I still remembered back when I started off trading in the stock markets in 2017, I only knew how to “long” the market – meaning buying stocks at a lower price, and then selling at a higher price, with profits being the difference between the buy and sell price.
However, if the markets trend lower, then I am unable to get into trade – even though I can “short sell” (meaning to sell the stock first, and then buy back at a lower price – provided if the share price trends lower), but the problem with doing so is that, if the share price do not go in the intended direction (i.e. lower) but instead gaps up suddenly, then I will risk suffering from huge losses (because I will have to buy back the shares at much higher prices.)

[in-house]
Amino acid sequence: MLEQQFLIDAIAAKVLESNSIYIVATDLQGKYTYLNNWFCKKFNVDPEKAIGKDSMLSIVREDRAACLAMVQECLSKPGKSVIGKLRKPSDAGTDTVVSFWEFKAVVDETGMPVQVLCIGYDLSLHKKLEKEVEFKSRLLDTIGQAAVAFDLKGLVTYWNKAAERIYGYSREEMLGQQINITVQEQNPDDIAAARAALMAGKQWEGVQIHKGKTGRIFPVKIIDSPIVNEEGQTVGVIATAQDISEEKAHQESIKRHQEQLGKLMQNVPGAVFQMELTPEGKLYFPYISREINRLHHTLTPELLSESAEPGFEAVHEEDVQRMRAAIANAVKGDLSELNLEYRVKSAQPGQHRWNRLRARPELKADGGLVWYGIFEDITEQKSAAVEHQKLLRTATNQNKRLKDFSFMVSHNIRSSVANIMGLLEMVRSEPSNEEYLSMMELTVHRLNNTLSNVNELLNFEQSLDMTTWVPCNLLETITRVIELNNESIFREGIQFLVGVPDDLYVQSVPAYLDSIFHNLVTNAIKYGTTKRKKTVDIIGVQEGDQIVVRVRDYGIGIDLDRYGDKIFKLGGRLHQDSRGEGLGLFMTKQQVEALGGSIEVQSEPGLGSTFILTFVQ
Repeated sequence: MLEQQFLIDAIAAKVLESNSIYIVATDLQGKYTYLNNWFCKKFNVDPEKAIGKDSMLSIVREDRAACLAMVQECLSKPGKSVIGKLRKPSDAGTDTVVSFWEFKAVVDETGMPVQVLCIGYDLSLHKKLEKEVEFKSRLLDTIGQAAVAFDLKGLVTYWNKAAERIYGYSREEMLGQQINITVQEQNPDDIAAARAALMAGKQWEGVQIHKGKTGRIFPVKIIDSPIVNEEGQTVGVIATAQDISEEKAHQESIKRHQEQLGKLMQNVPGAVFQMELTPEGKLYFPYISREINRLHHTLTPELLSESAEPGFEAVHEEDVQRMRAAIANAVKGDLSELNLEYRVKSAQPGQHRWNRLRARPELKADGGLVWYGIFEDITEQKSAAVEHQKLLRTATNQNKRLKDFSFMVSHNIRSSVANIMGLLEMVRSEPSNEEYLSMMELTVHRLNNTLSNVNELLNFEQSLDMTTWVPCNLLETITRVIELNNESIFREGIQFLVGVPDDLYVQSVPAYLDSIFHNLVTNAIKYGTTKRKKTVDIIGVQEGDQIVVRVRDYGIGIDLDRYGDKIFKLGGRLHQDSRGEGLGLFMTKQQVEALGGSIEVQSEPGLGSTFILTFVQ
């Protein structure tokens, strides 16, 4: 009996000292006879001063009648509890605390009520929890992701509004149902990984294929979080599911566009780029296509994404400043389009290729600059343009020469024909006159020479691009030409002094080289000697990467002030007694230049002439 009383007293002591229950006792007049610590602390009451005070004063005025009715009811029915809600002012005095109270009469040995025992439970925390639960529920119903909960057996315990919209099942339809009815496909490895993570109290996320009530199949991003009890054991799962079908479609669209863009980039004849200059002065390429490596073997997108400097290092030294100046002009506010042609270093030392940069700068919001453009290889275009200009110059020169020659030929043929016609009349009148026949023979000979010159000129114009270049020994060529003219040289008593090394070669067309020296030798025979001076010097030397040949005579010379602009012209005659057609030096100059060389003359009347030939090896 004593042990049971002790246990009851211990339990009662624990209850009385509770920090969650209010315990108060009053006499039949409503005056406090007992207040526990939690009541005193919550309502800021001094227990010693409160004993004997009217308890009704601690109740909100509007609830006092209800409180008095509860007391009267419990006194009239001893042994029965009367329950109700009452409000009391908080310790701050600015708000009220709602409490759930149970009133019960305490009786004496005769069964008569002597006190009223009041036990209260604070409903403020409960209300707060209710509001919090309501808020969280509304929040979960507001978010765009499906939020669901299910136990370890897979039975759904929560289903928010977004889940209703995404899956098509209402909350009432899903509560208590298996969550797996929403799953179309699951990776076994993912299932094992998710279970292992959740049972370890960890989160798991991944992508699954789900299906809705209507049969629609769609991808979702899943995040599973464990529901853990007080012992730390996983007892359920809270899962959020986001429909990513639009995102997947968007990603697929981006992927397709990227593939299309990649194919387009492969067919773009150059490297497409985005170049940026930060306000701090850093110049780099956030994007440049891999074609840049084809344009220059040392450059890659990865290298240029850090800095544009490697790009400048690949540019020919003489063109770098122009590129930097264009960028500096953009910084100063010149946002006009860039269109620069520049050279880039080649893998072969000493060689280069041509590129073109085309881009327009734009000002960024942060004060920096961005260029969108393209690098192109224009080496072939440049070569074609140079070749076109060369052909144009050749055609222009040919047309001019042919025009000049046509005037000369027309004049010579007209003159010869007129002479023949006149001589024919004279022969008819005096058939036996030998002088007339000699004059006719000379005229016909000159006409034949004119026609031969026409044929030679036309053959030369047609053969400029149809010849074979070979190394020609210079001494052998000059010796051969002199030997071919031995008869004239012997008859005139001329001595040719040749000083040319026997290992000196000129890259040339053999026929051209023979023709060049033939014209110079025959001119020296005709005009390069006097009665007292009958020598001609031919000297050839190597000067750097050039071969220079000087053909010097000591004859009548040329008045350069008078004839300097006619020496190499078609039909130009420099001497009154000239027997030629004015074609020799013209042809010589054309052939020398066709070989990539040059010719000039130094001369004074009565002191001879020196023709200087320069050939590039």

That was before daily leverage certificates (or DLCs for short) came along – today, retail traders can make use of it to go “long” as well as “short” – in fact, one of the best things I like about DLCs is that, I do not need to worry about suffering from massive losses if I want to “short” a particular counter, as losses are capped (where the maximum amount of money I will lose is the amount of money I put into buying the DLC.)
Speaking of DLCs, UBS, which is currently the #1 in warrants and CBBCs (Callable Bull Bear Contracts) issuer in Hong Kong, have a total of 74 DLCs on 29 Hong Kong counters and a US index (Nasdaq-100 index) for retail traders to trade in, and potentially generating profits in both bullish as well as bearish market conditions.
If you are new to DLCs, not to worry – in this post, you’ll learn about the basics you need to know about them, including more information on what these DLCs are, how to trade them, the 29 Hong Kong counters and 1 US counter you’re able to trade DLCs on, debunking on 2 of the most common misconceptions people have about trading DLCs, pros and cons about trading DLCs, and finally, what you can do if you want to get your feet wet in trading DLCs without using your own money.